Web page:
Definition: Alum is an astringent salt, usually occurring in the form of pale crystals, much used in the dyeing and tanning trade and in certain medicines.
Odour & Nature: Sour, cold in nature, non-toxic,
Indications & Formulas:
Water solution of alum and pounded fruit of honeylocust (牙皂角) can be a remedy for stroke.
Boiled water with alum and honey can be taken to stimulate mucus clearance.
Alum, fine leaf tea and honey can be processed into pills for oral taking to clear wind related phlegm.
Alum, fruits of croton and vinegar can be pounded and used externally to heal throat abscess.
A mouth rinse using water solution of alum and wax cells of a honeycomb can help to treat a toothache.
A mouth rinse using water solution of alum (boil water with alum first and let it cool down) can treat bleeding gums.
A mixture of alum and yellow lead (铅丹) can be pounded and used externally to treat tongue blisters as well as stab wounds.
Sulfur, dried alum (Chinese: 枯矾), cinnabar and flour can be made into pills to treat severe diarrhea.
In case of oral thrush, alum and cinnabar can be pounded and used externally to help to cure the illness.
The alum powder can be used with the method of insufflation to treat a severe nosebleed.
Powdered alum mixed with lard oil can be used externally to help remove nasal polyps.
Water solution of liquorice and alum can be used to treat swollen eyelids.
A mixture of green patina powder and white alum powder can be applied to kill head louse (or pediculus humanus capitis, an obligate ectoparasite of humans that causes head lice infestation).
A mixture of vermilion and white alum can be pounded and processed into pills; the pills can be taken with tea and ginger juice to help remove mucus in the chest.
A mixture of lead acetate, green patina (verdigris) powder and alum are to be pounded for external application to treat mouth sores.
Ointment made from green patina powder and dried alum can be used to heal sores in the nose.
A mixture of vermilion and dried alum can be pounded and burned near the affected body part to treat acute and chronic sprains, contusions and traumas.
Boiled water solution with fried alum powder can be used to reduce knee pain.
Green vitriol, alum and flour can be processed into pills for oral taking to treat edema.
A mixture of alum, honey and dried almond are to be pounded and made into pills for external usage to treat irregular menstrual periods and vaginal discharge.
Powdered alum mixed with dried concha ostreae powder (牡蛎粉) can be taken with wine to treat enuresis (more commonly known as bed-wetting. Nocturnal enuresis, or bed-wetting at night, is the most common type of elimination disorder).
A mixture of alum and repeatedly boiled water (百沸汤) can be used to cure vomiting and diarrhea.
Proper dosage of alum and chebulagic acid (诃黎勒) are to be pounded into powder for oral taking. The powder can be taken with rice soup to treat chronic diarrhea in the elderly.
A mixture of pomegranate peel and alum powder can serve as a remedy for psoriasis (a long-lasting autoimmune disease which is characterized by patches of abnormal skin. These skin patches are typically red, itchy, and scaly).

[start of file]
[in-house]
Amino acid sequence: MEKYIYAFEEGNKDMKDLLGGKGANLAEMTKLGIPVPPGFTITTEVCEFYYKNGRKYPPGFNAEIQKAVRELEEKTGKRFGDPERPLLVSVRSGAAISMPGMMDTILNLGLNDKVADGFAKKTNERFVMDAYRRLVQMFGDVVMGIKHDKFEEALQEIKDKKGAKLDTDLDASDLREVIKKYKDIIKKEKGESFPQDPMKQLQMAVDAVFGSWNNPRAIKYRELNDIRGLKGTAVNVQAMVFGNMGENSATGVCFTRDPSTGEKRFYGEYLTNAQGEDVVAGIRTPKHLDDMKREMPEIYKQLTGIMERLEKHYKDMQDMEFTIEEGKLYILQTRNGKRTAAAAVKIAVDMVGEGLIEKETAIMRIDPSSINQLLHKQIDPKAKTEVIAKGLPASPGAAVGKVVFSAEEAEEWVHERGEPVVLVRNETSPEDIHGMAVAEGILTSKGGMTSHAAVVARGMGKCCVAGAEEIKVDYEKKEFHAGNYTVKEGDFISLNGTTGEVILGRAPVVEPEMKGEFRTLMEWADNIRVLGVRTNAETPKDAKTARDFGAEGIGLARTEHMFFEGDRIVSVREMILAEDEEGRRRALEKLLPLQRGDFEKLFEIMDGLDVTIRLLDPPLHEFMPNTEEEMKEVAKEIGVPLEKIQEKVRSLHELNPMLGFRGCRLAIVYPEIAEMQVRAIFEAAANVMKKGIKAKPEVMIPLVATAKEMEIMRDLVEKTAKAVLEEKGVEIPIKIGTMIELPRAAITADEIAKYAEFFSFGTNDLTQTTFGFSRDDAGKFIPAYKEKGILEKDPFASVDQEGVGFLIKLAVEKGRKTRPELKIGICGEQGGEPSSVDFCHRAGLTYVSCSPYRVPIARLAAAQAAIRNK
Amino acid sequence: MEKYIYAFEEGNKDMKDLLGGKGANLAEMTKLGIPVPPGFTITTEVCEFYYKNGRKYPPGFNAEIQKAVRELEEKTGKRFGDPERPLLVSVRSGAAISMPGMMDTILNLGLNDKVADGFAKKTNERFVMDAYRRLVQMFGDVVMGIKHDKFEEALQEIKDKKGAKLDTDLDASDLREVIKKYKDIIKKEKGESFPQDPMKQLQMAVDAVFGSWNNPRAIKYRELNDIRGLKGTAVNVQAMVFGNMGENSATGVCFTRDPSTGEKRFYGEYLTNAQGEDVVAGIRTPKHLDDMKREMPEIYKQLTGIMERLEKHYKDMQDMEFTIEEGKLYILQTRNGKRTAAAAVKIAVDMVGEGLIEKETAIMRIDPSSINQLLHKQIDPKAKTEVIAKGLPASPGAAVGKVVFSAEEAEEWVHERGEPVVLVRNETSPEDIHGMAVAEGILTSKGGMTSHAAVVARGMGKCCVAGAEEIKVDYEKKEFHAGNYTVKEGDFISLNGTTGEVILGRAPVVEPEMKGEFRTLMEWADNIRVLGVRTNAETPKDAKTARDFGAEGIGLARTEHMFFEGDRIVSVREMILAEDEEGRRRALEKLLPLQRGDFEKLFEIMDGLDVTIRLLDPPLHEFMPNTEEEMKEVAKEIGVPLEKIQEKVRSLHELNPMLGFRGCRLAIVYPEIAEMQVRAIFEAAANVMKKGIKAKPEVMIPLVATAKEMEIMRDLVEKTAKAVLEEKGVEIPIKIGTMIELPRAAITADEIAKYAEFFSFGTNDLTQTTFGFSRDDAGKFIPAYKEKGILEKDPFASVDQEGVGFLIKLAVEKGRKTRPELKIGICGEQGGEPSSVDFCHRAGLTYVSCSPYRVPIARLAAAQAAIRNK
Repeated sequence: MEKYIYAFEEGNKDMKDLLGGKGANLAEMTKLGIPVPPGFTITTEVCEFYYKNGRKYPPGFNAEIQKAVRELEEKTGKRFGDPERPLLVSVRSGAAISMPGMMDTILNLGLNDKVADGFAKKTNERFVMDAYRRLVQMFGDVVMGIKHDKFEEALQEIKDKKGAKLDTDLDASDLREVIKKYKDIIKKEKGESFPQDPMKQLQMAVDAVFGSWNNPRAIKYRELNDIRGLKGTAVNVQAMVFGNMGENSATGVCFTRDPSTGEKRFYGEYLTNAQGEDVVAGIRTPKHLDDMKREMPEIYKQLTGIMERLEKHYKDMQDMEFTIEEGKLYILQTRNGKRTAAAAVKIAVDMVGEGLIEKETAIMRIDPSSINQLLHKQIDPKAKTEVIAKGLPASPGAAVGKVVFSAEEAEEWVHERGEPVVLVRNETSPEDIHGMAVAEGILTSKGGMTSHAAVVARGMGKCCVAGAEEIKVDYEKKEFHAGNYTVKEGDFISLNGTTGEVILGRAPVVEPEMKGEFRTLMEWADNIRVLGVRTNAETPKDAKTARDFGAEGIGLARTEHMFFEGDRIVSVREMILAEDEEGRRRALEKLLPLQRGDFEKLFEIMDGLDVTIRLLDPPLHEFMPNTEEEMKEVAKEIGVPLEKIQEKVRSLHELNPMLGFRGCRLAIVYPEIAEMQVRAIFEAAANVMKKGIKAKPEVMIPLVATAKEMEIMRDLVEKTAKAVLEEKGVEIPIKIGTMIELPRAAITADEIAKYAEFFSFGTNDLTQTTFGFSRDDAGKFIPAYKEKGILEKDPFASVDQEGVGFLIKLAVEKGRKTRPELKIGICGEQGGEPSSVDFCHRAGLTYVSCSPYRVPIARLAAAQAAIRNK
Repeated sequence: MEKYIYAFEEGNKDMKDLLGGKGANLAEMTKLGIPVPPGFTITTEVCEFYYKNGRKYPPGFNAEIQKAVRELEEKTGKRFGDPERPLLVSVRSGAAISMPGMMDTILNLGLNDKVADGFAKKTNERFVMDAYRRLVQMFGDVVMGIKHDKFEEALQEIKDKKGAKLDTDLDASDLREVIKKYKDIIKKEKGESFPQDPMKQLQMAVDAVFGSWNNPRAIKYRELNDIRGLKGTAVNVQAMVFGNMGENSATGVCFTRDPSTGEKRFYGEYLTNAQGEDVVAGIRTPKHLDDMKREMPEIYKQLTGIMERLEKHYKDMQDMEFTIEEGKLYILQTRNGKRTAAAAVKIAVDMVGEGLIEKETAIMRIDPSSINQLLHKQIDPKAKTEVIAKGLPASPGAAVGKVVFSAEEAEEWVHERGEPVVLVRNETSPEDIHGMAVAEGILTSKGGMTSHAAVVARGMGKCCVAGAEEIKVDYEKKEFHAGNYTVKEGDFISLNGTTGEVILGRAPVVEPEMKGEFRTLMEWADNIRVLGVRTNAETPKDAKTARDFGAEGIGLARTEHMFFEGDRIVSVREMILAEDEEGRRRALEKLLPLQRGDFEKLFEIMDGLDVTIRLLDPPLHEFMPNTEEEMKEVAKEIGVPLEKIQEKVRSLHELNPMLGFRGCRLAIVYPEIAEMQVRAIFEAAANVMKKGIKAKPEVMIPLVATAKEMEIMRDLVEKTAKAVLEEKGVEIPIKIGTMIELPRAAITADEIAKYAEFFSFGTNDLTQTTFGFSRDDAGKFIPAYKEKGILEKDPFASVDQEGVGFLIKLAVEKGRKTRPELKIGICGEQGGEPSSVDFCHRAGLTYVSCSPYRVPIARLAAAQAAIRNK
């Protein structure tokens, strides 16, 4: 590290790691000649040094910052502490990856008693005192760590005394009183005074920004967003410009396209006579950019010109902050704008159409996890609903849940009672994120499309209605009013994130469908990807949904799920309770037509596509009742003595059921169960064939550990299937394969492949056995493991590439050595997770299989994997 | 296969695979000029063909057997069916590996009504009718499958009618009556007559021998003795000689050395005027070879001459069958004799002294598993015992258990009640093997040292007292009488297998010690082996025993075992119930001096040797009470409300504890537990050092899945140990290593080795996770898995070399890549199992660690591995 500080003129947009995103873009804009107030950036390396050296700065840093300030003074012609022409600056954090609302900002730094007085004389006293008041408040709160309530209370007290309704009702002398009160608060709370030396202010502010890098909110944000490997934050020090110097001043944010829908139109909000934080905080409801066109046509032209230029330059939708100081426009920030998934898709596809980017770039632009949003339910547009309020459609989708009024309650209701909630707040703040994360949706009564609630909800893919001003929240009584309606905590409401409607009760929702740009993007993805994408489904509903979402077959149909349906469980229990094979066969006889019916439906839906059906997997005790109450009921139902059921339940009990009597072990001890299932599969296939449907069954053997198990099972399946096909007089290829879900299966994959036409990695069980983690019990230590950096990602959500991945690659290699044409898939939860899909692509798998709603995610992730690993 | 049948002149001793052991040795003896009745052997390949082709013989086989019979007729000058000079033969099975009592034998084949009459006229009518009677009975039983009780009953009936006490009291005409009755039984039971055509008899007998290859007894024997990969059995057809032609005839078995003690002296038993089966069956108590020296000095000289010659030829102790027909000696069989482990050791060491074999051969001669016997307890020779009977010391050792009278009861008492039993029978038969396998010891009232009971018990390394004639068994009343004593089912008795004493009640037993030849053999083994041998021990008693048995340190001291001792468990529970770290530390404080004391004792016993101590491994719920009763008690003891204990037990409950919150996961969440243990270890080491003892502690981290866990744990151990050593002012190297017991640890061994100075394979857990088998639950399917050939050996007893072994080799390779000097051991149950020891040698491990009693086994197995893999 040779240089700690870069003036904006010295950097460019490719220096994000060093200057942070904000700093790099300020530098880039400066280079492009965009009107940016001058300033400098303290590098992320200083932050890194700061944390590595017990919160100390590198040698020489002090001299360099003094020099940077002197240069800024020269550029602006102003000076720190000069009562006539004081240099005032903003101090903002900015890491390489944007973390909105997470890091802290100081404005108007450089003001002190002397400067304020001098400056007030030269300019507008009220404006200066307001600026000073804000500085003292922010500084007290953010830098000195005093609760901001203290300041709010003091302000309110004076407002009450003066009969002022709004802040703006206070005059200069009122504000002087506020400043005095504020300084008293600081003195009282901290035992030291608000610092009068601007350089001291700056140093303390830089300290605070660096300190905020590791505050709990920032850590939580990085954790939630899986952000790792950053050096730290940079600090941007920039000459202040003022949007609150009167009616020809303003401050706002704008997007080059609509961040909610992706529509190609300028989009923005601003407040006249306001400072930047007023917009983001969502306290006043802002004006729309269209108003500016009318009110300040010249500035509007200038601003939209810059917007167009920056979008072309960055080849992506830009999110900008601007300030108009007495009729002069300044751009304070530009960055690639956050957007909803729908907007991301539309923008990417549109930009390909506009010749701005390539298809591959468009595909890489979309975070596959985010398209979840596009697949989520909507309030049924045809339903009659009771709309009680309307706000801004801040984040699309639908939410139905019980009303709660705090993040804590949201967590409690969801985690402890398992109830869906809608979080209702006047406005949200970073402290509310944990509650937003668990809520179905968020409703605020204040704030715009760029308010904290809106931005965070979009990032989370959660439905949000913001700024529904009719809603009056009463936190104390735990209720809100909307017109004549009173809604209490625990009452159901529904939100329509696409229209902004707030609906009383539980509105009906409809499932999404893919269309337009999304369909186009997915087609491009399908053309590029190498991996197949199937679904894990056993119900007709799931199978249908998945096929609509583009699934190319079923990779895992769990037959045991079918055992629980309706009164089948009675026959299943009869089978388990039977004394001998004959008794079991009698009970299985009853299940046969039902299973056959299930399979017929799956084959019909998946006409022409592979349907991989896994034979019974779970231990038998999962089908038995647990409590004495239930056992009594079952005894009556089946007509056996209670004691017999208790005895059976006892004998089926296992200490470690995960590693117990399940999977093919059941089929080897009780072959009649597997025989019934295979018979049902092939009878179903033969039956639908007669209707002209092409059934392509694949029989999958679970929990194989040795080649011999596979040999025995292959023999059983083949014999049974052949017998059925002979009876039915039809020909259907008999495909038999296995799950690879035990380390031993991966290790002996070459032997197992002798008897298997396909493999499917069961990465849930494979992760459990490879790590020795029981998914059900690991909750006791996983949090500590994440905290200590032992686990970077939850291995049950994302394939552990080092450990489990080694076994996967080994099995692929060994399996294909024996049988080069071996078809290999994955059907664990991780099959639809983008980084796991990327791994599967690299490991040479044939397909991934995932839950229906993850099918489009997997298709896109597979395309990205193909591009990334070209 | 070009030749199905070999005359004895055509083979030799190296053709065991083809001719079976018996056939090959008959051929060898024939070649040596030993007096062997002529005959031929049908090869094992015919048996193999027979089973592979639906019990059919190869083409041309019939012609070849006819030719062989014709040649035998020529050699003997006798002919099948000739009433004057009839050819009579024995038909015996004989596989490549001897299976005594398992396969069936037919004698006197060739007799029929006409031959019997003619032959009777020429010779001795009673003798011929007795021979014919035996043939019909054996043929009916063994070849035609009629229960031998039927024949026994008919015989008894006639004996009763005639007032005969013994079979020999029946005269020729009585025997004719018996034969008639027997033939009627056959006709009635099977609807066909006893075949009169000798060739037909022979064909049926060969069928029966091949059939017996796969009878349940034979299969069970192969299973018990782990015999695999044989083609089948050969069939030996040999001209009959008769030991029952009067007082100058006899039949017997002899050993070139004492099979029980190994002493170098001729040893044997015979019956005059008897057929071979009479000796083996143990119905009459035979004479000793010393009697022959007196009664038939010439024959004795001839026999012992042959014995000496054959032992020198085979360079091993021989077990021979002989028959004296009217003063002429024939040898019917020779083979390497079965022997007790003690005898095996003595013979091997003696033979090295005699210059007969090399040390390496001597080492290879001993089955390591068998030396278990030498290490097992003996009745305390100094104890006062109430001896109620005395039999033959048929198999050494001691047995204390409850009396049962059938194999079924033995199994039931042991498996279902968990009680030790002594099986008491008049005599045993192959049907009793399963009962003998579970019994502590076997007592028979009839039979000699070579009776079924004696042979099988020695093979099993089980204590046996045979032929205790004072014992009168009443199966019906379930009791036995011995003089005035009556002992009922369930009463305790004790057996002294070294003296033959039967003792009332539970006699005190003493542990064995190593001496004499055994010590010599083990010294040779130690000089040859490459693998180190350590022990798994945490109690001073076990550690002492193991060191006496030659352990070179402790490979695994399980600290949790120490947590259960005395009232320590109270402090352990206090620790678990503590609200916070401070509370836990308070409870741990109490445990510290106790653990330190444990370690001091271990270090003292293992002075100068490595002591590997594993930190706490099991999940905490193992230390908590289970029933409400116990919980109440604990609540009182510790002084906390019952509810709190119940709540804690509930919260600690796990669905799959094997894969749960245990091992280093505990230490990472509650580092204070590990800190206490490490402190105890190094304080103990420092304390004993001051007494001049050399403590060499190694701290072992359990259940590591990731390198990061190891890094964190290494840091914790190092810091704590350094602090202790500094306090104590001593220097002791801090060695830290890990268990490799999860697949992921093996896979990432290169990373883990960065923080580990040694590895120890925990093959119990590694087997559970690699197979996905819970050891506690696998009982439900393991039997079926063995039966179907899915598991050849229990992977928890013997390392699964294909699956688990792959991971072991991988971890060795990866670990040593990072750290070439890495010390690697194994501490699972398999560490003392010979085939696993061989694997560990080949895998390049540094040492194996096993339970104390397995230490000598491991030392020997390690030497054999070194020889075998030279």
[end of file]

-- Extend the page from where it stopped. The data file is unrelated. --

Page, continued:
Brunt alum mixed with warm wine can be used to treat nettle rash in infants.
Boiled water with alum, broom cypress fruit (地肤子) can be used externally to treat verruca (sometimes called plantar warts or spelled verrucae – are warts that develop on the soles of the feet).
Pounded and burnt alum can be an external remedy to treat ingrown nail.
A mixture of alum, yellow lead (铅丹), sodium sulfate (朴硝) can be an external treatment for foot corns aka heloma molle (鸡眼肉刺).
Powdered alum and saltpeter (Chinese: 硝石) can be taken with barley porridge to treat disappearing of testicles after sex.
Ferrous sulfate (green vitriol), yellow iron sulfate, alum and musk can be pounded and used externally to treat wearing of the teeth.
The Ben Cao Medical Book (also known as Compendium of Materia Medica or Ben Cao Gang Mu; Chinese: 本草纲目) is the most famous and comprehensive medical book ever written in the history of traditional Chinese medicine (TCM). Compiled and written by Li Shi-zhen (1518~1593), a medical expert of the Ming Dynasty (1368-1644) over 27 years.
The Ben Cao Medical Book records and describes all the plants, animals, minerals, and other objects that were believed to have medicinal properties in TCM. The book reflects the pharmaceutical achievements and developments of East Asia before the 16th century. On the basis of his predecessors’ achievements in the pharmacological studies, Li contributed further by supplementing and rectifying many past mistakes and misconception in relate to nature of many medicinal substances and causes of various illnesses. Charles Darwin, originator of the biological theory of evolution, regards the book as the “ancient Chinese encyclopedia”.
Disclaimer: The Ben Cao Medical Book is translated by ChinaAbout.net. The information on this website is not intended to replace a one-on-one relationship with a qualified health care professional and is not intended as medical advice. It is intended as a sharing of CTM knowledge and information from the research and experience from the author Li Shi-zhen. Kindly be alert that the CTM knowledge and ancient formulas given above are likely NOT medically proven and may contain misconceptions.